Update of overviewR with new functions!

[This article was first published on R-post | Cosima Meyer, and kindly contributed to R-bloggers]. (You can report issue about the content on this page here)
Want to share your content on R-bloggers? click here if you have a blog, or here if you don't.

We have updated (and extended) overviewR with three new functions:

  • overview_plot
  • overview_heat
  • overview_na

You can also access a detailed overview of all functions in the CheatSheet:


overview_plot illustrates the information that is generated in overview_table in a ggplot graphic. All scope objects (e.g., countries) are listed on the y-axis where horizontal lines indicate the coverage across the entire time frame of the data (x-axis). This helps to spot gaps in the data for specific scope objects and outlines at what time point they occur.

overview_plot(dat = toydata, id = ccode, time = year)


overview_heat takes a closer look at the time and scope conditions by visualizing the data coverage for each time and scope combination in a ggplot heat map. This function is best explained using an example. Suppose you have a dataset with monthly data for different countries and want to know if data is available for each country in every month. overview_heat intuitively does this by plotting a heat map where each cell indicates the coverage for that specific combination of time and scope (e,g., country-year). As illustrated below, the darker the cell is, the more coverage it has. The plot also indicates the relative or absolute coverage of each cell. For instance, Angola (“AGO”) in 1991 shows the coverage of 75%. This means that of all potential 12 months of coverage (12 months for one year), only 9 are covered.

toydata_red <- toydata[-sample(seq_len(nrow(toydata)), 64), ]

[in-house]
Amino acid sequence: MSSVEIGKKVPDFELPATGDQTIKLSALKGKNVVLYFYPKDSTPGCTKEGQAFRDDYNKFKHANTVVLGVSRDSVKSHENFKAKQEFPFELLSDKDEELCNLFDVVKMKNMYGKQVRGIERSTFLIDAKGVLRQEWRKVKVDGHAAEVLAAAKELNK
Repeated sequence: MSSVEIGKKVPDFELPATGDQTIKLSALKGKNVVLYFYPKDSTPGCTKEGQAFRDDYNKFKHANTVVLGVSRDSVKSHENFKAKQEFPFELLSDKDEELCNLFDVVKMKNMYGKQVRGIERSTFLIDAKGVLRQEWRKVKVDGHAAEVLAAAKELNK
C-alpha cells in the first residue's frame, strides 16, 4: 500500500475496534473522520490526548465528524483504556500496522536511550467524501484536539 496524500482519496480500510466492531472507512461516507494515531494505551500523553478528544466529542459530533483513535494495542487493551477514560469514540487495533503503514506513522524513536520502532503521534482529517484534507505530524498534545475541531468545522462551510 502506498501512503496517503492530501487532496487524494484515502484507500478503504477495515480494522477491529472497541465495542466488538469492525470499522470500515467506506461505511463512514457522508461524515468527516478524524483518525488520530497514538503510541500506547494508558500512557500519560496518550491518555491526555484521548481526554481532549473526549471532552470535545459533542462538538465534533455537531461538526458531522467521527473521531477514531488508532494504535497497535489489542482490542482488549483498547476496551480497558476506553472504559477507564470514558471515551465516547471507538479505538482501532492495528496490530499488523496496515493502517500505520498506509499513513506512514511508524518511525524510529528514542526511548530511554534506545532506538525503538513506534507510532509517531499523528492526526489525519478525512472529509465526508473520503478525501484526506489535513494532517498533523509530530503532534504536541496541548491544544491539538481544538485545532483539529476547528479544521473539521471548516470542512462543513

perc = TRUE,
exp_total = 12)


overview_na is a simple function that provides information about the content of all variables in your data, not only the time and scope conditions. It returns a horizontal ggplot bar plot that indicates the amount of missing data (NAs) for each variable (on the y-axis). You can choose whether to display the relative amount of NAs for each variable in percentage (the default) or the total number of NAs.

toydata_with_na <- toydata %>%
dplyr::mutate(year = ifelse(year < 1992, NA, year),
month = ifelse(month %in% c("Jan", "Jun", "Aug"), NA, month),
gdp = ifelse(gdp < 20000, NA, gdp))


overview_na(toydata_with_na, perc = FALSE)

To leave a comment for the author, please follow the link and comment on their blog: R-post | Cosima Meyer.

R-bloggers.com offers daily e-mail updates about R news and tutorials about learning R and many other topics. Click here if you're looking to post or find an R/data-science job.
Want to share your content on R-bloggers? click here if you have a blog, or here if you don't.

Never miss an update!
Subscribe to R-bloggers to receive
e-mails with the latest R posts.
(You will not see this message again.)

Click here to close (This popup will not appear again)